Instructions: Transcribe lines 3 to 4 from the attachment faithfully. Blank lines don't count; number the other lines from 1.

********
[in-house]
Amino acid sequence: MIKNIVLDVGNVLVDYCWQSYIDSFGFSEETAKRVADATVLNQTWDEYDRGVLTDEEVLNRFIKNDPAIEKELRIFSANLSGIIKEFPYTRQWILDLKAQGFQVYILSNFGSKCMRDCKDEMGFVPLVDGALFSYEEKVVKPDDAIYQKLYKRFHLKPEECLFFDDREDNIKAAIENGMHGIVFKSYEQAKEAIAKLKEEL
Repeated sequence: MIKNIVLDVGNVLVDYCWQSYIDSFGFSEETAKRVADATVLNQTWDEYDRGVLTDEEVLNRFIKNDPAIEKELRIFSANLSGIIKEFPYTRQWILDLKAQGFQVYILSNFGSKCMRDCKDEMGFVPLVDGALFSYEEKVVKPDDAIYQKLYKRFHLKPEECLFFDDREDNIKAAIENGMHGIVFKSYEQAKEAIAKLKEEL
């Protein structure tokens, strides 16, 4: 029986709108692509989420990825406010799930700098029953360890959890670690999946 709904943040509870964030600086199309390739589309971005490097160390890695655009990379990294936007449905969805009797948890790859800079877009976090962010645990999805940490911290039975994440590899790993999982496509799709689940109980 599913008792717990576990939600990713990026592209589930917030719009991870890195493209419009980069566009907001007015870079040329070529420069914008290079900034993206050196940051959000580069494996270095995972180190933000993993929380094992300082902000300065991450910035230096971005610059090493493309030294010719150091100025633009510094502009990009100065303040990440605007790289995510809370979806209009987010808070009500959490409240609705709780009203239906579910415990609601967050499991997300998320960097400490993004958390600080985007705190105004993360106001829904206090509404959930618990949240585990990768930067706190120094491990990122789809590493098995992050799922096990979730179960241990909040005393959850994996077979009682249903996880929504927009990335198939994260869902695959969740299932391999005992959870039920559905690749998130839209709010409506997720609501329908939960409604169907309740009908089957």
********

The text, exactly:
Repeated sequence: MIKNIVLDVGNVLVDYCWQSYIDSFGFSEETAKRVADATVLNQTWDEYDRGVLTDEEVLNRFIKNDPAIEKELRIFSANLSGIIKEFPYTRQWILDLKAQGFQVYILSNFGSKCMRDCKDEMGFVPLVDGALFSYEEKVVKPDDAIYQKLYKRFHLKPEECLFFDDREDNIKAAIENGMHGIVFKSYEQAKEAIAKLKEEL
């Protein structure tokens, strides 16, 4: 029986709108692509989420990825406010799930700098029953360890959890670690999946 709904943040509870964030600086199309390739589309971005490097160390890695655009990379990294936007449905969805009797948890790859800079877009976090962010645990999805940490911290039975994440590899790993999982496509799709689940109980 599913008792717990576990939600990713990026592209589930917030719009991870890195493209419009980069566009907001007015870079040329070529420069914008290079900034993206050196940051959000580069494996270095995972180190933000993993929380094992300082902000300065991450910035230096971005610059090493493309030294010719150091100025633009510094502009990009100065303040990440605007790289995510809370979806209009987010808070009500959490409240609705709780009203239906579910415990609601967050499991997300998320960097400490993004958390600080985007705190105004993360106001829904206090509404959930618990949240585990990768930067706190120094491990990122789809590493098995992050799922096990979730179960241990909040005393959850994996077979009682249903996880929504927009990335198939994260869902695959969740299932391999005992959870039920559905690749998130839209709010409506997720609501329908939960409604169907309740009908089957």